Stephen is best known for his film and theatre work, including his AFI Award winning screen adaptation of The Boys, his role as script editor on the feature film Chopperand his numerous plays such as The Blind Giant is Dancing, It Just Stopped and the highly awarded Myth, Propaganda and Disaster in Nazi Germany and Contemporary America: A Drama in 30 Scenes.
NIDA graduate Nell Schofield is a presenter, performer and film maker whose latest films include Guarding the Galilee (2017) and A Mighty Force (2018). Nell has worked on a range of projects with ABC TV, Showtime, CNN International, Channel 9, and ABC Radio National amongst others.
She narrates documentaries such as Australia Says Yes, Project Manta, and as well as popular programs like ABC’s Media Watch. She has served as Vice President of the Bondi Girls Surf Riders, and as director of the Sydney Festival, Object: Australian Design Centre and Rock Surfers Theatre Company.
Alana Valentine is a graduate of NIDA and an award winning playwright. Her AWGIE Award nominated Barbara and the Camp Dogs, co-written with Ursula Yovich will be produced in 2019 at Belvoir Street. First presented in 2017 it was nominated in the Sydney Theatre Awards for Best New Australian work and Best Original score.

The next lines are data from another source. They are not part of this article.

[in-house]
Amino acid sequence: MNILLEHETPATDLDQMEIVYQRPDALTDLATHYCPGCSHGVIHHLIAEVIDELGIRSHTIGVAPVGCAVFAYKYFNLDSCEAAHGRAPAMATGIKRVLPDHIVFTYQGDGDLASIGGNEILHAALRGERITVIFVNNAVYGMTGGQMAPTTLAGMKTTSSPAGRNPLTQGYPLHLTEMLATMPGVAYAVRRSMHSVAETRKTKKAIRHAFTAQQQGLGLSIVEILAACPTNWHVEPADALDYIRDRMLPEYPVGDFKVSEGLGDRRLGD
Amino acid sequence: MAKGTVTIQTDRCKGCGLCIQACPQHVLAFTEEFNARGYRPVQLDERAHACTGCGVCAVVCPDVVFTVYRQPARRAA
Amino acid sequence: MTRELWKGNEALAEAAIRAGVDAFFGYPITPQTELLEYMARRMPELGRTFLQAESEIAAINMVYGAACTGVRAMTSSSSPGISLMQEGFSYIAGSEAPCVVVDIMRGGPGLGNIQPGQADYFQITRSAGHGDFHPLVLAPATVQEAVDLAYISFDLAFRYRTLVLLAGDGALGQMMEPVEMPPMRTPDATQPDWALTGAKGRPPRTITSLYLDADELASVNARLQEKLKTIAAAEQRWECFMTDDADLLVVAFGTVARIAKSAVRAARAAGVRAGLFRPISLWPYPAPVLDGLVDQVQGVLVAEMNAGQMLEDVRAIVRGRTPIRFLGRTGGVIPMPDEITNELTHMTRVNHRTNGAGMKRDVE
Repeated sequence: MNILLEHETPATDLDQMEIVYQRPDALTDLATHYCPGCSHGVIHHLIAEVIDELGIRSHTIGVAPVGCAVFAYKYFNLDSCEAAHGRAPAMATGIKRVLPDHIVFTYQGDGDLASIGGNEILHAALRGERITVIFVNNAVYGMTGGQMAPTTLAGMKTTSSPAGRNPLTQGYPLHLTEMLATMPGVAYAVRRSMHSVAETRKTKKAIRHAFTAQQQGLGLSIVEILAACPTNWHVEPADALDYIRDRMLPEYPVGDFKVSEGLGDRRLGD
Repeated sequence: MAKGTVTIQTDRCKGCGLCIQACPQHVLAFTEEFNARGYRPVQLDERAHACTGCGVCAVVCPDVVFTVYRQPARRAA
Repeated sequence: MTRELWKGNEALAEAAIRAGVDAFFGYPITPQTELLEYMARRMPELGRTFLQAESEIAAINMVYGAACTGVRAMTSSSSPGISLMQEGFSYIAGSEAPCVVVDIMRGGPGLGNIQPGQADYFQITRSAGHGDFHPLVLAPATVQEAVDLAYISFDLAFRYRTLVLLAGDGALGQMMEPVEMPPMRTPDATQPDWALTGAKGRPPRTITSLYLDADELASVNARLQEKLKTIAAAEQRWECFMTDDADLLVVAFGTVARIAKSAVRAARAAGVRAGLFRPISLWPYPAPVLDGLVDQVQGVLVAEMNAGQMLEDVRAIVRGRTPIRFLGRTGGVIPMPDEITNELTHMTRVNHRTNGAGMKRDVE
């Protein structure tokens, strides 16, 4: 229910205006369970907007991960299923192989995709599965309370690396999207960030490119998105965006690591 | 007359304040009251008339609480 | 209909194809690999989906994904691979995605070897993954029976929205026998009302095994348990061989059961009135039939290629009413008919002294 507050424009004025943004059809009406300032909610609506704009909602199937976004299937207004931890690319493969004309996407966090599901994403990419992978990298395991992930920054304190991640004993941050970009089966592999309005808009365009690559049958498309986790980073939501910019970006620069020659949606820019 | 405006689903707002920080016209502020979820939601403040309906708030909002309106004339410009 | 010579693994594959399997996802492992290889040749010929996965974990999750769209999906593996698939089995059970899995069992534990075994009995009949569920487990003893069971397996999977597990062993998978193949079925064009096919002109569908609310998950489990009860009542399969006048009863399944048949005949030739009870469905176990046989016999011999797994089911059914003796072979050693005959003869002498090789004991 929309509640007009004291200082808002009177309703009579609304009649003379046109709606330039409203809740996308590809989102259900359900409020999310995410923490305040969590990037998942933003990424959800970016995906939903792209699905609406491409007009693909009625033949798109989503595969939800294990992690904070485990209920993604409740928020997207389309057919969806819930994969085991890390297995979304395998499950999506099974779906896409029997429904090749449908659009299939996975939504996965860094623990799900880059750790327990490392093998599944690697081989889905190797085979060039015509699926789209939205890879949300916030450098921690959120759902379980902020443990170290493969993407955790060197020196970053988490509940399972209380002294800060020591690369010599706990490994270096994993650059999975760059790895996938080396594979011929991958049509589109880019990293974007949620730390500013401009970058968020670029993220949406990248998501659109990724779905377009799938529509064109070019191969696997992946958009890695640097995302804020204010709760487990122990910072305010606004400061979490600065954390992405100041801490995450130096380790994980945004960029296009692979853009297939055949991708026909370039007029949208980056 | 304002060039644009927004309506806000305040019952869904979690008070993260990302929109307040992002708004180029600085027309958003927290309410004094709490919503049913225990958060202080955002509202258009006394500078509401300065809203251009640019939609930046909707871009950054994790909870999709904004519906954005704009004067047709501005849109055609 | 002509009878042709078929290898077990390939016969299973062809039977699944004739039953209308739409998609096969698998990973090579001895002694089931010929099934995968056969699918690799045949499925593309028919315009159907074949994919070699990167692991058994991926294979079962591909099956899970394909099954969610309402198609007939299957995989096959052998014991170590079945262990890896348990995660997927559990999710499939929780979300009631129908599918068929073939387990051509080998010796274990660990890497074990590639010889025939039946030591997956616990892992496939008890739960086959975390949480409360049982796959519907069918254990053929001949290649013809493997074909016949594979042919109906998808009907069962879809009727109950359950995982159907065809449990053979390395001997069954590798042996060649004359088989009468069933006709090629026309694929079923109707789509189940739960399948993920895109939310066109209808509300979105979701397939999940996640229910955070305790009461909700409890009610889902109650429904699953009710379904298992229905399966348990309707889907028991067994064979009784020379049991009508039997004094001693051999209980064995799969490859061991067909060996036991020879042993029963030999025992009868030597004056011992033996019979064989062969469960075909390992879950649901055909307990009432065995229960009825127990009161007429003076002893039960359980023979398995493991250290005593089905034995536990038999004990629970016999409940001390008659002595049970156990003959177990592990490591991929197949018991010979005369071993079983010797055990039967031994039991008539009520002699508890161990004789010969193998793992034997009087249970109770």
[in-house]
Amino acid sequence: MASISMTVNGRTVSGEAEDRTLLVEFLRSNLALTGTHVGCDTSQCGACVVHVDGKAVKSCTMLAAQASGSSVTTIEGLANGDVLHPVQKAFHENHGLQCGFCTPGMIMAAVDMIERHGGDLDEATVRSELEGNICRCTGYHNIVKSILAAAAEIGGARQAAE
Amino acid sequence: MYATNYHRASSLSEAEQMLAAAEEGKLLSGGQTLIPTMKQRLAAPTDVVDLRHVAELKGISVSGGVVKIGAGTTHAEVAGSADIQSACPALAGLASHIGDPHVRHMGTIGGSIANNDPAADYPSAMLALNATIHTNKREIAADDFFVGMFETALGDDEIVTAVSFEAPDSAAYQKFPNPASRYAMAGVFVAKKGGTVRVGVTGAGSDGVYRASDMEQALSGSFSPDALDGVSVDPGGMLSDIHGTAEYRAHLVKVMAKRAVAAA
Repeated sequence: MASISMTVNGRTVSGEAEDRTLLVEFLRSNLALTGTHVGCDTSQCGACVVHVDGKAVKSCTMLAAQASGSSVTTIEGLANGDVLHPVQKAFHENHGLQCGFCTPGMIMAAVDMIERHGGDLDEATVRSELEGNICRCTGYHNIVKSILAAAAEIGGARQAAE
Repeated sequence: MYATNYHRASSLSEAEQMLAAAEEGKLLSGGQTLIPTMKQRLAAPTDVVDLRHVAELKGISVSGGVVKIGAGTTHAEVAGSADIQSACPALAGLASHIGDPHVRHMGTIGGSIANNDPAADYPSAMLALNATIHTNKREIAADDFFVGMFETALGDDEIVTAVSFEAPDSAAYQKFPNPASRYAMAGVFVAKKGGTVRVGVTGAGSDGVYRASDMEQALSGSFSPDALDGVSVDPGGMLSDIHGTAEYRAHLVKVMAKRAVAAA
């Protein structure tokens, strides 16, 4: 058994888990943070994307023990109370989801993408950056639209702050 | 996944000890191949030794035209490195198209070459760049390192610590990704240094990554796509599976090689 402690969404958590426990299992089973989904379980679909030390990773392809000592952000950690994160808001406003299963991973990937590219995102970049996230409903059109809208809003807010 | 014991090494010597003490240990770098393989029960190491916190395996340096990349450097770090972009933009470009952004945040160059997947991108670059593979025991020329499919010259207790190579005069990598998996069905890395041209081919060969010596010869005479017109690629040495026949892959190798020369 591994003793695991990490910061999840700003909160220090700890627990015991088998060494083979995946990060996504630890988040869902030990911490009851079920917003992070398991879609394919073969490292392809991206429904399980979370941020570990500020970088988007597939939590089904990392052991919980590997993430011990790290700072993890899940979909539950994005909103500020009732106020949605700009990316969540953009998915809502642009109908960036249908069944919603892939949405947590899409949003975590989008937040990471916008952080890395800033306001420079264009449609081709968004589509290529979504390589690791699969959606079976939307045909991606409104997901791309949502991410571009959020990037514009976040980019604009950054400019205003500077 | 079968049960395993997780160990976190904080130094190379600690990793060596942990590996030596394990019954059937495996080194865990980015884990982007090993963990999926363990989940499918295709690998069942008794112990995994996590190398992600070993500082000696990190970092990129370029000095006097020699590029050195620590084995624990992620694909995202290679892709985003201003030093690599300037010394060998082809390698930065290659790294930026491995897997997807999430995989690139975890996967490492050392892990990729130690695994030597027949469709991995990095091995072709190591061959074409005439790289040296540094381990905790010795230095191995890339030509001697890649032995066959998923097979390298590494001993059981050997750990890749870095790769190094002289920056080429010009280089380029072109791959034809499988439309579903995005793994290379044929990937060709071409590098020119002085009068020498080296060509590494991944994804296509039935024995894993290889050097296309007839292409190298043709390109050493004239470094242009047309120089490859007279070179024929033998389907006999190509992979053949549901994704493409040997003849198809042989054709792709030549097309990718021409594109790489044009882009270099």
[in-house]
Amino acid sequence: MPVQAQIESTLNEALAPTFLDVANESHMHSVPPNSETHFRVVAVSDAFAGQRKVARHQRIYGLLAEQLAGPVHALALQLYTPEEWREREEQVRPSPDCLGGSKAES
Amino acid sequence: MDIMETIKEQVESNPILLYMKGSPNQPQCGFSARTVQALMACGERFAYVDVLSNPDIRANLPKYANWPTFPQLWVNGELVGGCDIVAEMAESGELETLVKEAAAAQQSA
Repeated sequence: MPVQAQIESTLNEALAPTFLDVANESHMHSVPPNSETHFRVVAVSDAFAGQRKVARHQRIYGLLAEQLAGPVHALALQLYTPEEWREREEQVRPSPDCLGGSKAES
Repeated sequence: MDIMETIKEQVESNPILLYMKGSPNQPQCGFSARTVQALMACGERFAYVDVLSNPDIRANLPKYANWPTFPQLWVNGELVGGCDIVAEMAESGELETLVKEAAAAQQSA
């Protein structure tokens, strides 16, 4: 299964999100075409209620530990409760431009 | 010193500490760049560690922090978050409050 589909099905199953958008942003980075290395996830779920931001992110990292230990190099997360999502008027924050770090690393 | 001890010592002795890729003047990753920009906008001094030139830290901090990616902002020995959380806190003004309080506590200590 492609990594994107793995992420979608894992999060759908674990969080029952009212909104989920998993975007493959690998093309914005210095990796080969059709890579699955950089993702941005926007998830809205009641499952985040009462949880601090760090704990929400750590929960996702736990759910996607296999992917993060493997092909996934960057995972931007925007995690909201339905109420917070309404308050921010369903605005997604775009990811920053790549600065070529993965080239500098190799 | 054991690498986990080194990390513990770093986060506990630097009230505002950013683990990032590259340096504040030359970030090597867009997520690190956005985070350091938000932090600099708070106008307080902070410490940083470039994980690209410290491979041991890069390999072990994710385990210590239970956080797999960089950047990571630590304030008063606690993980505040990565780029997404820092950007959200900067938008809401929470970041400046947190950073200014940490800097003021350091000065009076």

In 2019 a jazz song cycle, Flight Memory, will be presented at The Street Theatre in Canberra and the Seymour Centre will present Made To Measure, a commission from the Charles Perkins Centre, University of Sydney, where Alana was Writer in Residence in 2018.
Alana’s play, Ear to the Edge of Time, was the winner of the 5th International Playwriting Award, and she is the recipient of two Tasmanian Theatre Awards 2017 for The Tree Widows, which received the Best Writing in a Professional Production Award and the Judges Award for ‘creative integration of community, culture and heritage’.
Alana’s work The Ravens won the 2013 BBC International Radio writing Award and the National Library of Australia published Dear Lindy. Her plays Parramatta Girls and Shafana and Aunt Sarrinah are both currently on the NSW Schools Syllabus in Drama and English respectively. Alana worked with Bangarra Dance Theatre as dramaturg on Dark Emu and Dubboo: Life of a Songman and in 2017 on their Helpmann-Award winning Best New Australian work Bennelong.
In Conversation: Writing in the Age of the Technological Apocalypse
Parade Theatre – NIDA Theatres, Anzac Parade, Kensington
Event: Wednesday 10 April 2019 – 6.30pm
Information and Bookings: www.nida.edu.au
Image: Alana Valentine (supplied)